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Milan: The Basilica of St. Ambrose

One of the oldest churches in Milan, so relevant in its art and history

The Basilica of St. Ambrose is one of the oldest churches in Milan.

It is a beautiful place! The colonnade is reminiscent of the portico in Jerusalem and it was used for markets and trading.

We enter the church by walking down 3 steps and we visit the inside and the crypt, learning something more about the history of St. Ambrose, who came to Milan as prefect and he was elected Bishop by popular acclamation without any personal intent.

 

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Visit St. Ambrose official website

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Video full text: The Basilica of St. Ambrose

The only way to reach St. Ambrose’s is by walking down some steps,
because naturally we have to descend down to Roman times,
and go below the existing level of the city!
It’s the first time I have seen St. Ambrose’s,
it’s beautiful, with this magnificent sky.
The colonnade is reminiscent of the portico in Jerusalem,
that served the same purpose; it was used for markets and trading.
In fact, there is also a metric yardstick down in one of the columns,
which is a bit taller than a metre, it actually measures a metre and half,
and it was used for measuring fabrics. This was a veritable traders’ market.
History tells us that many of these columns were adapted.
This one was probably the column from a pagan building,
that was reinstalled, but upside down! You can tell that from the inscription.
Even the door’s wooden jamb is incredibly old and has been adapted.
This was a time during which Christianity asserted itself and became very important.
Above all with St. Ambrose.
There’s an inscription here in Latin and one in Greek.
The Ambrosian Mass is a combination of Eastern and Western rite.
There was the division between the East and the West, but they were both part the Roman Empire,
and therefore it still reflects an Eastern rite.
We enter the church by walking down another 3 steps.
This is the homily, the sermon of St. Ambrose.
Jesus is in the centre delivering a blessing.
These are the disciples, they are all of us in some way.
We’re all walking a path, feet are important, then there’s the journey and the travelling.So if we step on each other’s toes, as was the case with His disciples,
we have, in some way, to put up with one another.
Christianity, therefore, means having a positive relationship with one’s neighbour,
even by tolerating and accepting others.
Basically this is a very Milanese attitude, being hospitable,
as though having their cör in man (Milanese dialect for ‘wearing their heart on their sleeve’) means tolerating and sustaining.
It’s a nativity that’s ahead of its time.
Jesus appears as a child wrapped in swaddling clothes,
but also wrapped in a death shroud and laid in the tomb,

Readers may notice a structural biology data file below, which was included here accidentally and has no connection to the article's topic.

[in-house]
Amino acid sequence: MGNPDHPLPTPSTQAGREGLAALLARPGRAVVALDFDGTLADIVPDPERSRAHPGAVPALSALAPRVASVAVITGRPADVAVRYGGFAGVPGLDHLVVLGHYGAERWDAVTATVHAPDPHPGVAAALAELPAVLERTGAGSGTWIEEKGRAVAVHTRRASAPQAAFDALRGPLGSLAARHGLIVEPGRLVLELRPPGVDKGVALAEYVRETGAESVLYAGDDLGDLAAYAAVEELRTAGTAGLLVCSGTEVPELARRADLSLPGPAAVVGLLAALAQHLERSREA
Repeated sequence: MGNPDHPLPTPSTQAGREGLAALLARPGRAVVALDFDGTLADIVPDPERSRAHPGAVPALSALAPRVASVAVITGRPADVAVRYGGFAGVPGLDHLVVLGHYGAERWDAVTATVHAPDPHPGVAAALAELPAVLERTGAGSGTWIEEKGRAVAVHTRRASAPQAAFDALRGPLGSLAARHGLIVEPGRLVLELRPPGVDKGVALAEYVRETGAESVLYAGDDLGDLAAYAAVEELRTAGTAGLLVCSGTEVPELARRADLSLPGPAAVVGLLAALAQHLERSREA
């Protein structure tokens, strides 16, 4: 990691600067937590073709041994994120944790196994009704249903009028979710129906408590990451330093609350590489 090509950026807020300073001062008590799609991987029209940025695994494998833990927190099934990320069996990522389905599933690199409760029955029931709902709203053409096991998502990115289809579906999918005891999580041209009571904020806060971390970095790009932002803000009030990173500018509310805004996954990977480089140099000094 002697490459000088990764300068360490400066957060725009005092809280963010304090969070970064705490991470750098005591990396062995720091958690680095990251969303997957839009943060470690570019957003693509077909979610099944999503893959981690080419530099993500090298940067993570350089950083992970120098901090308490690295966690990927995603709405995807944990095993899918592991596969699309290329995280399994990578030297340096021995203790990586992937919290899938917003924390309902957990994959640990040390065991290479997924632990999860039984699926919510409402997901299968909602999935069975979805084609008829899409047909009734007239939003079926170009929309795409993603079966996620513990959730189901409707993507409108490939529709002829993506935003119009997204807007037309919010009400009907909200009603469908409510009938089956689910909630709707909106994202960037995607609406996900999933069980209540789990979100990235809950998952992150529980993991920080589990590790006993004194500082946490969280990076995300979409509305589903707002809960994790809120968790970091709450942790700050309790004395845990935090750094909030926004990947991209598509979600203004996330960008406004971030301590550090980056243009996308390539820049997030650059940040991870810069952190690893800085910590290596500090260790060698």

alongside are the ox and the donkey.
The first depiction of a nativity scene
that communicates very powerfully the meaning of Christianity, i.e. Jesus who was born, died and resurrected.
Climbing up to this part of the altar is important and very strange.
The floor was made by the architect Caccia Dominioni,
who wanted to provide a sense of precariousness that is very close to the idea of prayer.
The precariousness of the feet that walk this world where, when all is said and done, we are only passing through.
We’re here, but how long for?
St. Ambrose came to Milan as prefect.
He was German and he was elected Bishop of Milan in the year 374 by popular acclamation,
without having been baptised; that was to happen later.
He was also, in some ways, a politician and he excommunicated the Emperor.
St. Ambrose is, in fact, not holding a flower in his hand but a whip.
It would seem that Ambrose, who called himself Aurelius of the Aureli family,
really did not want to be appointed a Bishop.
He did everything he could to try and sully his reputation.
He would sentence people to be tortured and he welcomed prostitutes into his home.
He even attempted to flee, as can be seen in the panels.
But he was elected by force and he himself said:
“What resistance did I not make when I was raised to the Archbishopric!
But the violence done to me prevailed”
Once ordained Bishop his conduct was exemplary,
he gave a lot of his things away to the poor,
and didn’t hesitate to break open the sacred vessels to make charitable donations.
This is the episcopal throne, St. Ambrose’s chair.
This is where today’s bishops come and sit once they have been elected,
to take up their mandate from the diocese.
This is the crypt where St. Ambrose rests.
Following his death by natural causes,
he was buried, as was his wish, alongside Gervasius and Protasius,
two decapitated martyrs, two soldiers in the service of the Emperor.
They were martyred because they no longer acknowledged the Emperor’s power,
as being above that of God.
They were beheaded and they are here as soldiers to protect St. Ambrose.

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